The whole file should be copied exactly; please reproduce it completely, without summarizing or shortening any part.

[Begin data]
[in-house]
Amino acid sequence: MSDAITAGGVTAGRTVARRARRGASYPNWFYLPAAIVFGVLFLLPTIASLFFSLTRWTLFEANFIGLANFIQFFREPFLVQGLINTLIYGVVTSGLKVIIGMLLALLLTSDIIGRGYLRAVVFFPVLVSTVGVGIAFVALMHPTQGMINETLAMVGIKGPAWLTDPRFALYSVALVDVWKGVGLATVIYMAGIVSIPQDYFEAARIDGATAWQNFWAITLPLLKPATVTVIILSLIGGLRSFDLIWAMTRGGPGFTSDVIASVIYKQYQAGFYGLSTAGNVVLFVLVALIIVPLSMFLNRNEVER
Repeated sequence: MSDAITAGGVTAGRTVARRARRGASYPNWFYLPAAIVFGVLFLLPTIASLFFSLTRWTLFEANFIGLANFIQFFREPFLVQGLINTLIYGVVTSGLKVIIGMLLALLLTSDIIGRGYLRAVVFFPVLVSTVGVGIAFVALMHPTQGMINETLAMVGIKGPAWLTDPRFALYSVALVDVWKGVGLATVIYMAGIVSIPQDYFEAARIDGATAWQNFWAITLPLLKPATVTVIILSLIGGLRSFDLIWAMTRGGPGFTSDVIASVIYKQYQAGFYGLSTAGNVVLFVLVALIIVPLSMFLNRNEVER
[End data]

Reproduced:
[in-house]
Amino acid sequence: MSDAITAGGVTAGRTVARRARRGASYPNWFYLPAAIVFGVLFLLPTIASLFFSLTRWTLFEANFIGLANFIQFFREPFLVQGLINTLIYGVVTSGLKVIIGMLLALLLTSDIIGRGYLRAVVFFPVLVSTVGVGIAFVALMHPTQGMINETLAMVGIKGPAWLTDPRFALYSVALVDVWKGVGLATVIYMAGIVSIPQDYFEAARIDGATAWQNFWAITLPLLKPATVTVIILSLIGGLRSFDLIWAMTRGGPGFTSDVIASVIYKQYQAGFYGLSTAGNVVLFVLVALIIVPLSMFLNRNEVER
Repeated sequence: MSDAITAGGVTAGRTVARRARRGASYPNWFYLPAAIVFGVLFLLPTIASLFFSLTRWTLFEANFIGLANFIQFFREPFLVQGLINTLIYGVVTSGLKVIIGMLLALLLTSDIIGRGYLRAVVFFPVLVSTVGVGIAFVALMHPTQGMINETLAMVGIKGPAWLTDPRFALYSVALVDVWKGVGLATVIYMAGIVSIPQDYFEAARIDGATAWQNFWAITLPLLKPATVTVIILSLIGGLRSFDLIWAMTRGGPGFTSDVIASVIYKQYQAGFYGLSTAGNVVLFVLVALIIVPLSMFLNRNEVER